The group who created the infographic above also cleverly adapted this piece of content for Instagram:
They also discovered there is a seperate Instagram account for IB and posted there as well: https://www.instagram.com/ib_thuas/
Another team went more “traditional marketing” and printed flyers to hand out, recognising there is still a place for this:
They also recorded a .gif of them handing it out! Which I can’t upload here in this blog post, but here’s a photo:
LinkedIn Profile Photos
Another team chose their second piece of content to be creating LinkedIn profile photos at the event, and we shared these with participants via a Google Photos album: https://photos.app.goo.gl/DkpjCid5MfwvZ7Xc8
One team took the responsibility to set up an Eventbrite promotion for the event, which also allowed us to easily process registrations. The challenge i set for the students was to have 50 attendees….25 of them and at least 1 additional attendee from either elsewhere within the university or an external company.
Of course we also promoted this event on LinkedIn – I asked students to share on their own profiles, as did I. We agreed to use the hashtag #LinkedInLocalTheHague when we did so.
Theme: The Benefits of International Education
The theme was “The Benefits of International Education”
What we learned
In running any event, some things are bound to go wrong. Overall we did well, but what I personally learned is that despite the great video above from the students on how to get to the location, we needed better signage. Attendees from outside of the university got lost, so I quickly printed out some flyers and stuck to poles downstairs, and asked some students to stand for a few minutes with LinkedInLocal posters to catch any attendees.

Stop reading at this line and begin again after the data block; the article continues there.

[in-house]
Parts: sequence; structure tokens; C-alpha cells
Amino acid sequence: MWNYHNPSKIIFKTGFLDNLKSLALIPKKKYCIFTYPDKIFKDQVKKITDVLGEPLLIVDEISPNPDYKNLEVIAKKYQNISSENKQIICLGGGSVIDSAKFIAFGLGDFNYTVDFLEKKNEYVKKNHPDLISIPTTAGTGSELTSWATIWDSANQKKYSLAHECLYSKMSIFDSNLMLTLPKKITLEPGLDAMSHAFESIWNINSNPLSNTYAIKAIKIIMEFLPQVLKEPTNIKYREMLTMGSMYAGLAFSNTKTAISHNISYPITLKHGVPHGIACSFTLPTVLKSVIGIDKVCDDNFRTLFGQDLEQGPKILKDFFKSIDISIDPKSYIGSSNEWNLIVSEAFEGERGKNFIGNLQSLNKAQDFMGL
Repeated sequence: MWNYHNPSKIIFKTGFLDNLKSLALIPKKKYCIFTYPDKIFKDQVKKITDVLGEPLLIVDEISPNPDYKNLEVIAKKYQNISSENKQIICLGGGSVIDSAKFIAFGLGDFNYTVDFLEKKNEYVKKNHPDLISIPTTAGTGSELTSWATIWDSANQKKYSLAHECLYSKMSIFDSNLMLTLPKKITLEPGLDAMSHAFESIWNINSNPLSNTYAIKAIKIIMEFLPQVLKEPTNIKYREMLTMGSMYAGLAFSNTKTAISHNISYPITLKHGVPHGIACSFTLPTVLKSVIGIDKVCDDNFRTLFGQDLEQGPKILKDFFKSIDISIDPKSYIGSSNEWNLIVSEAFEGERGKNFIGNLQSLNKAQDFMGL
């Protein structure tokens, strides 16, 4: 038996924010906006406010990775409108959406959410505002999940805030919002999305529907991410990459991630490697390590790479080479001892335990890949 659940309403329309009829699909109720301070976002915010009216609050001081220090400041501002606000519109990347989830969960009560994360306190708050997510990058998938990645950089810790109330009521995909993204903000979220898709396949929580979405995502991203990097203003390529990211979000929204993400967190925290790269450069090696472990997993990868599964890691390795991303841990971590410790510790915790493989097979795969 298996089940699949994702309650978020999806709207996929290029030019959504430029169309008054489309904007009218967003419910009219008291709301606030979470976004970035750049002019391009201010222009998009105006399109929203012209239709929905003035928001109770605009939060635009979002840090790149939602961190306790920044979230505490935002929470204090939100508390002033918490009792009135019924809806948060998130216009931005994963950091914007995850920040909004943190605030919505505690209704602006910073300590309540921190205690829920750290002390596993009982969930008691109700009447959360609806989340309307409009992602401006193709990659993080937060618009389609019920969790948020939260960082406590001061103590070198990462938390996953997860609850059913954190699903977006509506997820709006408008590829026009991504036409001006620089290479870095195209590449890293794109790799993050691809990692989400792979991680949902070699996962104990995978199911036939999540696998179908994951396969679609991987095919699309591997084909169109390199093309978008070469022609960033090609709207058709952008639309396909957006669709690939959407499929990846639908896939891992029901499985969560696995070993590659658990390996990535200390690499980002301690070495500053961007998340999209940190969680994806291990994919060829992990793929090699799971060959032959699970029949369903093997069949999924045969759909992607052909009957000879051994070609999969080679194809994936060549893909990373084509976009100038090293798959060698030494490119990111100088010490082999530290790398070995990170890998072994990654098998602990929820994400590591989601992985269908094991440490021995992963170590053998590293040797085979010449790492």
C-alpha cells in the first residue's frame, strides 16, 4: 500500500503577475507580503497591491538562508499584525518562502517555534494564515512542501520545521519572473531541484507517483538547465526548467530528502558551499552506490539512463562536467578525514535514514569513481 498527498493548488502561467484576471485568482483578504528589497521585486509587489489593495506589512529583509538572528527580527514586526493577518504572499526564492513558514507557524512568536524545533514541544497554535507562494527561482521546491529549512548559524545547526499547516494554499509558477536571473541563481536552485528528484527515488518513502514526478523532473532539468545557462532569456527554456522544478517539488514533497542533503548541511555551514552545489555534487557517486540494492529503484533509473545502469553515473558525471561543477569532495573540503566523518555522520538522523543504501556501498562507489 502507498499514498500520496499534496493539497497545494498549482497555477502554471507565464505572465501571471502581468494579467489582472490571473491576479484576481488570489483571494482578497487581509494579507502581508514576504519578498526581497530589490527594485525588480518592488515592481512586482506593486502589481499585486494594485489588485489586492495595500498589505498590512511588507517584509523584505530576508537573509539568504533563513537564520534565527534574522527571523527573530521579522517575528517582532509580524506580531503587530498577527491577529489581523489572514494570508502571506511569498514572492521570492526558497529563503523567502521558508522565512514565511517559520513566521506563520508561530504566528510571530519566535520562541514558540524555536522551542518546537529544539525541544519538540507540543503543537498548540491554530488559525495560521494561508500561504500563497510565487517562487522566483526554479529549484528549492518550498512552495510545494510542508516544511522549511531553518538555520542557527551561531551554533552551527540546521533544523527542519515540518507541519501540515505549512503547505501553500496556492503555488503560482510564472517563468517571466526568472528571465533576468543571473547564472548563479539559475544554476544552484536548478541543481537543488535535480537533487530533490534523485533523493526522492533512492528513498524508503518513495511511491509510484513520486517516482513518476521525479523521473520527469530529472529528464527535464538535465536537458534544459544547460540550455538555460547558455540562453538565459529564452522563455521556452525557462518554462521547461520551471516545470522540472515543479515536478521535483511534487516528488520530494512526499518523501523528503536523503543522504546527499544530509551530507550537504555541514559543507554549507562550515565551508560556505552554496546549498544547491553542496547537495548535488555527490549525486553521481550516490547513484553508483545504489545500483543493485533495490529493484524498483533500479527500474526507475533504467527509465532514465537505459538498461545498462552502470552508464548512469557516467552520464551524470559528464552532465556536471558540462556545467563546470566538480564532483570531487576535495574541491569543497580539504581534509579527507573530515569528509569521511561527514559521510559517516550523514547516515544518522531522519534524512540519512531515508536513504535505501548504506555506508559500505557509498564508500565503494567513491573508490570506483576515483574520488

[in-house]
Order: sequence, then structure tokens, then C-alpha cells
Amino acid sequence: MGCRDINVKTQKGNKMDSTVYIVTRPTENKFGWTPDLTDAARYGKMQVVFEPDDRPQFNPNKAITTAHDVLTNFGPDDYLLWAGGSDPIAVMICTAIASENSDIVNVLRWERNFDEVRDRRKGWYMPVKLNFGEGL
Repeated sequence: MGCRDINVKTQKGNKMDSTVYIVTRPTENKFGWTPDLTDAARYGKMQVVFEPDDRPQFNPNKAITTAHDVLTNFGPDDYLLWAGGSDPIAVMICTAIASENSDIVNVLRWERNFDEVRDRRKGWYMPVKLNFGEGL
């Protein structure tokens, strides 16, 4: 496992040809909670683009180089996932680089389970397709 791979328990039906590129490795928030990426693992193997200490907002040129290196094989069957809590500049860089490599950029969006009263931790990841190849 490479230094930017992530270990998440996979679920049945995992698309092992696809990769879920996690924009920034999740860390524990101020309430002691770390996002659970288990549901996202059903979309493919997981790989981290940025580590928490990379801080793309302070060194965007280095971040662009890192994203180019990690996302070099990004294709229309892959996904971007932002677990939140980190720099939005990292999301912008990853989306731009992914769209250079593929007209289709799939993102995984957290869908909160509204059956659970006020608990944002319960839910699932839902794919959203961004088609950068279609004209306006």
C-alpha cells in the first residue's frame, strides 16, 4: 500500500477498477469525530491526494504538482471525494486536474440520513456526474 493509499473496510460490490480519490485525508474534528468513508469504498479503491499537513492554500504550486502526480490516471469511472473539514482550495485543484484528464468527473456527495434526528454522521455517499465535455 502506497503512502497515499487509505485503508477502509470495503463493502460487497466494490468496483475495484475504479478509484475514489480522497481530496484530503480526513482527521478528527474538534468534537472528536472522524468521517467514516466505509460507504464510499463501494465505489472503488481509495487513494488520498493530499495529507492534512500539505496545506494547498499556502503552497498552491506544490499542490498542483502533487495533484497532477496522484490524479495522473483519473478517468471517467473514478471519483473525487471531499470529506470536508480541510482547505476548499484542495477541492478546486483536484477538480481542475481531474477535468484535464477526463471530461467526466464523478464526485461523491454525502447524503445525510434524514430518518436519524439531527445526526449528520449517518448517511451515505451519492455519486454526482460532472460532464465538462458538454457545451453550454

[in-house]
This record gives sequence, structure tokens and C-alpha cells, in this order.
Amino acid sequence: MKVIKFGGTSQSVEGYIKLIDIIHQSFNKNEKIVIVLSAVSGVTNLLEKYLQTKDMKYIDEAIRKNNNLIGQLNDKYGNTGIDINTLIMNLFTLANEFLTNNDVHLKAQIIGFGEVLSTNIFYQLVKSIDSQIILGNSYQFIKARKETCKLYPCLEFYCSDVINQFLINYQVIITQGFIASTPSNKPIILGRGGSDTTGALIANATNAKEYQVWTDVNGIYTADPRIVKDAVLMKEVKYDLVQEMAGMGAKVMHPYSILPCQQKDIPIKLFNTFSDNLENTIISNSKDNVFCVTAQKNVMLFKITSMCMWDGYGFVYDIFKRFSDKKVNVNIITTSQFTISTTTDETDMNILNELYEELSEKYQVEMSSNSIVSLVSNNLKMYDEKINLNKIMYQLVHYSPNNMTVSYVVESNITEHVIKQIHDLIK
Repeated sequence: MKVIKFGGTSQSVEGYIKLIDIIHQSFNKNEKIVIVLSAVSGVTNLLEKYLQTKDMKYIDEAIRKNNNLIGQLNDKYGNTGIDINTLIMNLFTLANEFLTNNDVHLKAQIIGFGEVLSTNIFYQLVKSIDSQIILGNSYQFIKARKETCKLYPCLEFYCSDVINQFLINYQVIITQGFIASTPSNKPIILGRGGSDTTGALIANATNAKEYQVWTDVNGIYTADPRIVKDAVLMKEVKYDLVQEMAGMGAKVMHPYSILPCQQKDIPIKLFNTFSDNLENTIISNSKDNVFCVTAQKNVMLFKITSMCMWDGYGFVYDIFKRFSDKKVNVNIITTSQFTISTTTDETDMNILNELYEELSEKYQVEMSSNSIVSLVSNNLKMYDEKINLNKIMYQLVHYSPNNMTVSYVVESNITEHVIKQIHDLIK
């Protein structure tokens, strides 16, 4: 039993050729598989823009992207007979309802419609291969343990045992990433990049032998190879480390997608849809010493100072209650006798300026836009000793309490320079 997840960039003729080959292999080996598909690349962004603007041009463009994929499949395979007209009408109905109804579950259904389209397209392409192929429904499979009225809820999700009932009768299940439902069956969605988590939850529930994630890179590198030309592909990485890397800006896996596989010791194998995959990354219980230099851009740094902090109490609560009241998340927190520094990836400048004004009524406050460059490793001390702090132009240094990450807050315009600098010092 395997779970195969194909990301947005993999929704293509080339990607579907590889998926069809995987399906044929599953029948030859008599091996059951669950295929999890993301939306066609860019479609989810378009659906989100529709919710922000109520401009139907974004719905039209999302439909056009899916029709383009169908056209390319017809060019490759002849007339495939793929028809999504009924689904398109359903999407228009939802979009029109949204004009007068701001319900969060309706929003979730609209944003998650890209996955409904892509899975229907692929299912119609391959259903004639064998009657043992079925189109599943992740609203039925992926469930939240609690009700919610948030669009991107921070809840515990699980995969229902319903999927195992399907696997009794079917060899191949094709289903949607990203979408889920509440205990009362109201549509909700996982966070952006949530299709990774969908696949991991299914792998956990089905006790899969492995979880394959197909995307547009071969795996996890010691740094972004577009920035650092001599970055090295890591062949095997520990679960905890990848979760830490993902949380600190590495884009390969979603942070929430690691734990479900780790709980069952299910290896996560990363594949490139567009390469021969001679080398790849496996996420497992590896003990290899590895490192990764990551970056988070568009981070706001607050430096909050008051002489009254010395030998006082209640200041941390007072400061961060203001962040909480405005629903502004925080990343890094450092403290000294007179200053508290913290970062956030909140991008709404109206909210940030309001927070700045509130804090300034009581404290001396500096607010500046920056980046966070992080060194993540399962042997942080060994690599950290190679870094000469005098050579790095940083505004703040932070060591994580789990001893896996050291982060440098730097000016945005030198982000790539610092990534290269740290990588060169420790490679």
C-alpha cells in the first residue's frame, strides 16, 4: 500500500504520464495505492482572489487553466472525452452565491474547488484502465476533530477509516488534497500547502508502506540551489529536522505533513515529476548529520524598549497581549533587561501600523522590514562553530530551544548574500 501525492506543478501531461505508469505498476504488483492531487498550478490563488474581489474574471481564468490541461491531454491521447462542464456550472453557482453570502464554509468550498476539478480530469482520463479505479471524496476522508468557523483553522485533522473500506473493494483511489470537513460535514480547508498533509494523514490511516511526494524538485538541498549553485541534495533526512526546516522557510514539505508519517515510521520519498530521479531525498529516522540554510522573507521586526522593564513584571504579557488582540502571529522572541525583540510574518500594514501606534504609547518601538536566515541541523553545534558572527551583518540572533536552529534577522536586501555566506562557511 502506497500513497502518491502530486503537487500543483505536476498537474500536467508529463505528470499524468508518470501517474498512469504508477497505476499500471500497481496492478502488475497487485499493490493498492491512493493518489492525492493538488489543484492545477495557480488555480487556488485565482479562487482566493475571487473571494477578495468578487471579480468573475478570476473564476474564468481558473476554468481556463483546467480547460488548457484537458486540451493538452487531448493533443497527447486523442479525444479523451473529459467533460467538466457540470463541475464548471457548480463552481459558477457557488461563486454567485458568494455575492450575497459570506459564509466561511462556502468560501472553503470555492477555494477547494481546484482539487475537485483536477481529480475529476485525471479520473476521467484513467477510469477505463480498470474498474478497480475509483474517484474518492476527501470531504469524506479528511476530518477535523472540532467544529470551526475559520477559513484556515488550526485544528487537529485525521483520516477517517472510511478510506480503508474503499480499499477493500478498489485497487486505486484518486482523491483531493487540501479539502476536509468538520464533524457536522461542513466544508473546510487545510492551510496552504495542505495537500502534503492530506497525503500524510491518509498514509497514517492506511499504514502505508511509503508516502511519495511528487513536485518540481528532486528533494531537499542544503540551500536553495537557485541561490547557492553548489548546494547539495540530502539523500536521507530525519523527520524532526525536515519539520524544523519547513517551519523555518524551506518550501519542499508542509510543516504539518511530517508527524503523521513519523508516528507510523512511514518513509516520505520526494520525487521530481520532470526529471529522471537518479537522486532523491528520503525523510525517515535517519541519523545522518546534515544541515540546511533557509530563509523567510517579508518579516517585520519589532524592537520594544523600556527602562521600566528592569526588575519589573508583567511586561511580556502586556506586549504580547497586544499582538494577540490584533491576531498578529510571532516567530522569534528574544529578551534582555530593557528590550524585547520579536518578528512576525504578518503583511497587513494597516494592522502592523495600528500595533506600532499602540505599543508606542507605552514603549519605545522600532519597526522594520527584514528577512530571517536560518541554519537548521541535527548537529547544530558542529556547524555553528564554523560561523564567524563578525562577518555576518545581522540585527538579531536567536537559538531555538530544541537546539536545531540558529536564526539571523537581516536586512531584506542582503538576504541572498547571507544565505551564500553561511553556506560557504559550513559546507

I also found that along the way, I needed to really motivate the students which I did via regular messages in WhatsApp. Feedback was positive though with many students saying they had never had such a practical experience as part of their studies.
In terms of learning objectives, these were met with them all agreeing that they had a deeper knowledge of digital trends and how to apply these to a business situation. As a lecturer, I already find grading challenging, but by first creating and sharing a very clear grading rubric with the students for the reports and content they created, I was able to give both grades and feedback on the participation of each group after the event, along with some “feedforward” as well (tips for the future).
Internal THUAS promotion and support
The event was open to all, so I shared the event internally at THUAS on our internal communication network, Yammer. We have around 2000 staff but unfortunately few seem to check Yammer, so I also sent direct emails to my connections. It was also included on the internal staff enewsletter for IB staff. We were grateful at Programme Manager at IB, Rogier Busser, sponsored the tea and coffee at the event and Jan Geerts, Advisor Alumini Relations, came along to speak to the students as well. Clair Moore, IB deputy head also attended.
I hope to run this project again in the future, and there will also be other #LinkedInLocalTheHague events run outside of the university by myself and other hosts. If you’d like more information please contact me. You can of course also connect with me on LinkedIn!